inwardly digest what is being said.

I was waiting on my car to be serviced two weeks ago and was lucky to take in a few pages.
Sitting in the lobby on a rainy afternoon, I would read, highlight, re-read
and then sit and deeply reflect on what I had just read.

I felt my self lucky just to be able to take in a mere single page last night
before going to bed.

The following is what I managed to read last night…

Even if man wanted to, he would never succeed in confining God.

He must instead love, listen to, and adore God and follow Christ.

In our materialistic civilization, man thinks almost exclusively of his own narrow interests.
He sees God as the one who ought to provide him with what consumption does not give him.

God is utilized to satisfy selfish demands.
If he does not answer prayer, they abandon him.
Some even go so far as to blaspheme his holy name.
The religion that ought to connect heaven and earth then runs the risk of becoming a
purely narcissistic space.

Some Evangelical sects excel in this commerce.
They transform God into a pagan idol that is supposed to assure them of health,
happiness, and prosperity and to grant every human whim.
They command miracles, and he is supposed to shower us with then immediately.
This is how the sects ridicule God and mock the credulous persons who have neither
intelligence nor faith.

…the prayer of petition is based on trust in God’s will;
the rest will be given to us in addition.
If we love God, if we are careful to carry out his holy will joyfully,
if we first and most importantly desire his light,
that is, the law of God in the depth of our hearts so as to enlighten our paths (Ps 40:8; Heb 10:5-9),
then he will naturally help us in our difficulties.

revolving

“A man who overindulges lives in a dream. He becomes conceited.
He thinks the whole world revolves around him; and it usually does.”

W. C. Fields

“There are ultimately only two possible adjustments to life;
one is to suit our lives to principles; the other is to suit principles to our lives.
If we do not live as we think, we soon begin to think as we live.
The method of adjusting moral principles to the way men live is
just a perversion of the order of things.”

Fulton J. Sheen

sun_planets
(image courtesy the web)

The gravitational pull is strong.
Yet science purports that it is not actually a force…

“Gravity is most accurately described by the general theory of relativity
(proposed by Albert Einstein in 1915) which describes gravity not as a force,
but as a consequence of the curvature of spacetime caused by
the uneven distribution of mass/energy.
The most extreme example of this curvature of spacetime is a black hole,
from which nothing can escape once past its event horizon, not even light.[1]

Wikipedia

Yet it is by this most assumed force, or consequence,
that we are grounded and anchored to our planet.
For without such a force, or consequence as it were,
there would be nothing to keep us in place….
As we and everything else would be floating around willy nilly,
with nothing solid underneath our feet.

And even our very planet, which holds us each in place,
is locked in its own gravitational orbit…
continually circling around and around a central orb.
Held in the same track and pattern day in and day out, year in and year out…
for nary the slightest deviation would spell complete and utter devastation.

And thus within this solar continuum, man finds himself orbiting…
yet not as a part of the obvious, as atop his own planet…
but orbiting rather, on his very own.
Orbiting and revolving around not so much a sun,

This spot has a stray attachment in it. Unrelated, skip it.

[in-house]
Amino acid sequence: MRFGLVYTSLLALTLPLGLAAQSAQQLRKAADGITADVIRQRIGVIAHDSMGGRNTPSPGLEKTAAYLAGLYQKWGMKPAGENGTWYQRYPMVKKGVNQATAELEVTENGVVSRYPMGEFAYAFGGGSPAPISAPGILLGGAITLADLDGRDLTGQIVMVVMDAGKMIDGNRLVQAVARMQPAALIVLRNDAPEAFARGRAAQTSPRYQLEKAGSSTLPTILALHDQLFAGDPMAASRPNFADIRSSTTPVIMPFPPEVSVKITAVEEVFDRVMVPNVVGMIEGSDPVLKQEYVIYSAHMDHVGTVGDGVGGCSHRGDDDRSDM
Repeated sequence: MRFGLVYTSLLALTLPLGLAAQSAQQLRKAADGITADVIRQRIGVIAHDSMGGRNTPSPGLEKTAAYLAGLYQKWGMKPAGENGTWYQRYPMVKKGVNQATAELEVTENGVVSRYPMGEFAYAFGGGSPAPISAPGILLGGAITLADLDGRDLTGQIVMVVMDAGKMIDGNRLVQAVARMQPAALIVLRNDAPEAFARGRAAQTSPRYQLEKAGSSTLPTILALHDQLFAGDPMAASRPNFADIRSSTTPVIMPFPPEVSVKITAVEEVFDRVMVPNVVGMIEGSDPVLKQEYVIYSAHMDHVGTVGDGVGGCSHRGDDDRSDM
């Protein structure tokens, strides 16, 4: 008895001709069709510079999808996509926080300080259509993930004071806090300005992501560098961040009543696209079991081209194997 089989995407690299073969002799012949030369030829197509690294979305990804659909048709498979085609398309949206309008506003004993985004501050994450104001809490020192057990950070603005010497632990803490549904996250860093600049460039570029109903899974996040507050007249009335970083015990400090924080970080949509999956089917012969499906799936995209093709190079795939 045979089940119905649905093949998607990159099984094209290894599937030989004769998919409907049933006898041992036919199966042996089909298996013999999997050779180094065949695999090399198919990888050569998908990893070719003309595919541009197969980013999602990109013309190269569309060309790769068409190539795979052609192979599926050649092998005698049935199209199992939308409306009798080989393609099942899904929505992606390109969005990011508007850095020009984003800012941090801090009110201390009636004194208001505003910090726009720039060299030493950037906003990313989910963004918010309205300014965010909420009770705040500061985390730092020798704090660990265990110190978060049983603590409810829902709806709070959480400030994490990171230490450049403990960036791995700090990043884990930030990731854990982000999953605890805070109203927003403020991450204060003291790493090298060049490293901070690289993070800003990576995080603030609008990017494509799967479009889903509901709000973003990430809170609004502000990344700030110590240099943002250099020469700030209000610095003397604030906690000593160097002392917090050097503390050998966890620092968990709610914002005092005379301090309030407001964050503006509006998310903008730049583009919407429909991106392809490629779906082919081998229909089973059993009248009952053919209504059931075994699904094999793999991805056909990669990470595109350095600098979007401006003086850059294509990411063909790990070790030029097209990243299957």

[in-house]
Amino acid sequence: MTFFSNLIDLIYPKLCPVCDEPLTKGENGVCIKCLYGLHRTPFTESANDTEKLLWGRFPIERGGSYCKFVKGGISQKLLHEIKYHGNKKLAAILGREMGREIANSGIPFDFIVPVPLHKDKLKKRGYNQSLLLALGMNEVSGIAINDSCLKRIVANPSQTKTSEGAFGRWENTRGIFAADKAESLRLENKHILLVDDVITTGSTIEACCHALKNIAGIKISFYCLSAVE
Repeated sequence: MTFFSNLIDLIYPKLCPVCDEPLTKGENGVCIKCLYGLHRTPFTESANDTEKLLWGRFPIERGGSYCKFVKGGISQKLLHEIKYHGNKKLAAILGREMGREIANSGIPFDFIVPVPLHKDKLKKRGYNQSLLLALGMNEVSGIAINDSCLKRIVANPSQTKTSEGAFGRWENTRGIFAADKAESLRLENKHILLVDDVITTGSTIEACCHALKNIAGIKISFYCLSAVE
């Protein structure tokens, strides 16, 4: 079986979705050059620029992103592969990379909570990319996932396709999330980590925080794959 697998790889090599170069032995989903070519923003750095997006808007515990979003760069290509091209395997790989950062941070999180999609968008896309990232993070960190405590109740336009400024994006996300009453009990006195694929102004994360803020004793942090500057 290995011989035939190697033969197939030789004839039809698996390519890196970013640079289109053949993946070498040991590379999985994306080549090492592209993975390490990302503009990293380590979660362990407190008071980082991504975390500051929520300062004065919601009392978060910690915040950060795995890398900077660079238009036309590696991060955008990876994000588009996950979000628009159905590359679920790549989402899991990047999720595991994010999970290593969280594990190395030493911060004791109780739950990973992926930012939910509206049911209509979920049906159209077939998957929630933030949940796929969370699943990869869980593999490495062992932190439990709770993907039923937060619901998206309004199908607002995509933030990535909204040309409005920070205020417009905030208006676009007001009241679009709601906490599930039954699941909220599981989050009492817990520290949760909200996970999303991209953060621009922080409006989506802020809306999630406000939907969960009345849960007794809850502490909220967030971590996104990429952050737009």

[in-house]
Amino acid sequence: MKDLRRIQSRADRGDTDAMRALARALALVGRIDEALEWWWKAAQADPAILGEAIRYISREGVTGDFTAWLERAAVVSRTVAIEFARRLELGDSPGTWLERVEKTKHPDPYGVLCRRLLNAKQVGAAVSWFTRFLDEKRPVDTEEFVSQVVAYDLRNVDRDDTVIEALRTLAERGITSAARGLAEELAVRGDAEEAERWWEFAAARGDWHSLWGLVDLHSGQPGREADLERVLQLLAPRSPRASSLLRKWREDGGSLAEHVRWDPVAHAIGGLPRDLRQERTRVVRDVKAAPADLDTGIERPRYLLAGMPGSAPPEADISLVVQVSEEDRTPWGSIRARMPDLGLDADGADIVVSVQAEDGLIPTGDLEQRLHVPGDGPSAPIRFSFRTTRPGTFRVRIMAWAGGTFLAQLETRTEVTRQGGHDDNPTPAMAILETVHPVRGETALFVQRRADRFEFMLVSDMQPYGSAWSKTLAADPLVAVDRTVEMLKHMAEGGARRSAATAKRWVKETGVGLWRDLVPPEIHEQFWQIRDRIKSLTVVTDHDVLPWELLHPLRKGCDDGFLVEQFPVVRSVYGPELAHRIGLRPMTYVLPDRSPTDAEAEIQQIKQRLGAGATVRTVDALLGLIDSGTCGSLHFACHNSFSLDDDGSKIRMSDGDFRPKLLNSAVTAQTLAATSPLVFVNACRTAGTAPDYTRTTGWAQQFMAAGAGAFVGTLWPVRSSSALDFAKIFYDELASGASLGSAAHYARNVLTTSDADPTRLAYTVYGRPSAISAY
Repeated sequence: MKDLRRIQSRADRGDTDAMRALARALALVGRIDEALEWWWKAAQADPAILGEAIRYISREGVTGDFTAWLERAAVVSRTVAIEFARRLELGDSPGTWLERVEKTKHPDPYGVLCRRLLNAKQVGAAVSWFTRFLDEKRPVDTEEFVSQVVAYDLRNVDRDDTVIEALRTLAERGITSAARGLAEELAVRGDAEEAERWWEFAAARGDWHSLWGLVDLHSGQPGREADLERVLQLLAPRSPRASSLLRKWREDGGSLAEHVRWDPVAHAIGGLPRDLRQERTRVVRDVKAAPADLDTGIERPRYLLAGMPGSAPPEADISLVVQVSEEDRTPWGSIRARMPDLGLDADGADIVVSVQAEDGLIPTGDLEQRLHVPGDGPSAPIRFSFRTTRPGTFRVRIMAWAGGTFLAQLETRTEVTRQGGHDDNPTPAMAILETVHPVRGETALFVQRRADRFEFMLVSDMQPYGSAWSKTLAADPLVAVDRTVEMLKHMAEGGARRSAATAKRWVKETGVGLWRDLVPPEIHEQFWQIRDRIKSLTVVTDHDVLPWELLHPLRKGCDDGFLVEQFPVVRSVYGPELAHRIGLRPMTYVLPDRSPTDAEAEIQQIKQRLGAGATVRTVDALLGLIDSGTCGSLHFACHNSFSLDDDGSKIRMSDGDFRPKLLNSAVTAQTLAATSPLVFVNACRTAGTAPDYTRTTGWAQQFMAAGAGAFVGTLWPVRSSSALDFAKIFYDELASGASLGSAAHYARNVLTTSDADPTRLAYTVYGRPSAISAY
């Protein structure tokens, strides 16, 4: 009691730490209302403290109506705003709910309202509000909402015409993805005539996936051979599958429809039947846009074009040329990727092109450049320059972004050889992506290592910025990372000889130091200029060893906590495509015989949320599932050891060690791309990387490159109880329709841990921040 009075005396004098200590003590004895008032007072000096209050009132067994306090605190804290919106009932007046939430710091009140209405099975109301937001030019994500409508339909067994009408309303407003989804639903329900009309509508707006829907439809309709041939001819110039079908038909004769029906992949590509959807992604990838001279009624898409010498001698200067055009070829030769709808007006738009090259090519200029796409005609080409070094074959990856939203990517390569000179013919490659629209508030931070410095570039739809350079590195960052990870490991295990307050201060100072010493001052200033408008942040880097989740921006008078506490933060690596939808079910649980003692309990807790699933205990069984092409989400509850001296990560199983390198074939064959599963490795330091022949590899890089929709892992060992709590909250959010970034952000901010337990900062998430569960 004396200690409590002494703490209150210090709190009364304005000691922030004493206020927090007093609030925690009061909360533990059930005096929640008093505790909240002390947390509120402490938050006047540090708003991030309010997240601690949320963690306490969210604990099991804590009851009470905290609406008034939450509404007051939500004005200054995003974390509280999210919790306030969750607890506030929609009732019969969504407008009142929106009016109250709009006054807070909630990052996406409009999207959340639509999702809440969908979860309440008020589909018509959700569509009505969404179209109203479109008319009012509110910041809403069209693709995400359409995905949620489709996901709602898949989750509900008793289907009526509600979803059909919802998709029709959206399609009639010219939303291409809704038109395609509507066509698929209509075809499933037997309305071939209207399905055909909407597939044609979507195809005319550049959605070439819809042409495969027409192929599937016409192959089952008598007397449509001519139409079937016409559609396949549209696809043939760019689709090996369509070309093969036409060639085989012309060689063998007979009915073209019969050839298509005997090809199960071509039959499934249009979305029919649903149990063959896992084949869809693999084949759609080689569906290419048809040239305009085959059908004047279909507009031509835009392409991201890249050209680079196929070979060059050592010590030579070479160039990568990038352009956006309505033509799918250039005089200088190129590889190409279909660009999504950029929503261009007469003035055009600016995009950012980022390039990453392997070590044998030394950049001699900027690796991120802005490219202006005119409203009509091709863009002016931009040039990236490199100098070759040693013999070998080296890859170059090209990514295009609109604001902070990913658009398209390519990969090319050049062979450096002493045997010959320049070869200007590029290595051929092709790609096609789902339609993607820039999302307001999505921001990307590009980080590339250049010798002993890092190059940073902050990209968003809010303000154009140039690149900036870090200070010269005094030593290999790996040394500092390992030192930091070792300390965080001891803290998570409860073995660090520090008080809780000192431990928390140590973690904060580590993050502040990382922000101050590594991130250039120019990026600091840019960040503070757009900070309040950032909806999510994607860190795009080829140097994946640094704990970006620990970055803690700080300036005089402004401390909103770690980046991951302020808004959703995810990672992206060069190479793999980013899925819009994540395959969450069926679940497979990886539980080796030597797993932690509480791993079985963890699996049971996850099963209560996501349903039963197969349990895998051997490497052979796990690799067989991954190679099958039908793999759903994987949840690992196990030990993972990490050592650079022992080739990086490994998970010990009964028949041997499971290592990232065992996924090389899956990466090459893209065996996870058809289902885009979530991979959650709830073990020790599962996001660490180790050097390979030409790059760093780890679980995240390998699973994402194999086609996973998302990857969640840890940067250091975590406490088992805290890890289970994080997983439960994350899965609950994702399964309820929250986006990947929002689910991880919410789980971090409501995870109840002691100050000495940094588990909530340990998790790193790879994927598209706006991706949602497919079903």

but rather his own sense of self.

Yet what man, in his endless self revolving orbit, has failed to grasp
is that the unevenness of self absorption will lead to an extreme curvature
of awareness,
a deeply flawed and skewed awareness,
thus leading to the formation of a gaping black hole…
A relentless and all consuming blackness resulting in the unequal distribution of
man’s self orbit filled by both ego and pride.
A black hole that will consume man, obliterating his very life’s orbit,
A black hole that will eventually not even permit man’s light of hope to escape…
because by that time, it will be all too late…

the resulting hell of the egocentric…

But understand this, that in the last days there will come times of difficulty.
For people will be lovers of self, lovers of money, proud, arrogant, abusive,
disobedient to their parents, ungrateful, unholy, heartless, unappeasable,
slanderous, without self-control, brutal, not loving good, treacherous, reckless,
swollen with conceit, lovers of pleasure rather than lovers of God,
having the appearance of godliness, but denying its power.
Avoid such people

2 Timothy 3:1-5

ruffled feathers

It is the character of a brave and resolute man not to be ruffled by adversity
and not to desert his post.

Marcus Tullius Cicero

DSCN4197
(time for molting / a cardinal looking worse for the wear /Julie Cook / 2016)

Now is the time for the Faithful to be both brave and resolute…
for doubt and complacency have blanketed reality.

No longer do we know what is truth or fallacy…
As loud voices are vying for supremacy.

But we have been warned, long before now, that false prophets will abound.
There will be those who come and go offering promises that can’t be kept.
As we’ve been lulled into ignoring honesty

We’ve readily traded Truth for the satisfaction of self…
while the masses have not a clue.

There is neither time nor season to waste…
The stage is set, the events have begun,
yet everyone is too busy posing for the selfies of the egocentric.

Speak up you who hold the Faith.
Stand firm and hold your ground….
Because if you don’t, no one else will…
as all will have been for naught…

You don’t think so?
You don’t agree?
You don’t wish to be an alarmist?
You don’t want to appear intolerant, ignorant or uninformed…

Trouble is…
you don’t have the time to wait and wonder if…

DSCN4195

How long will you lie there, you sluggard?
When will you get up from your sleep?

Proverbs 6:9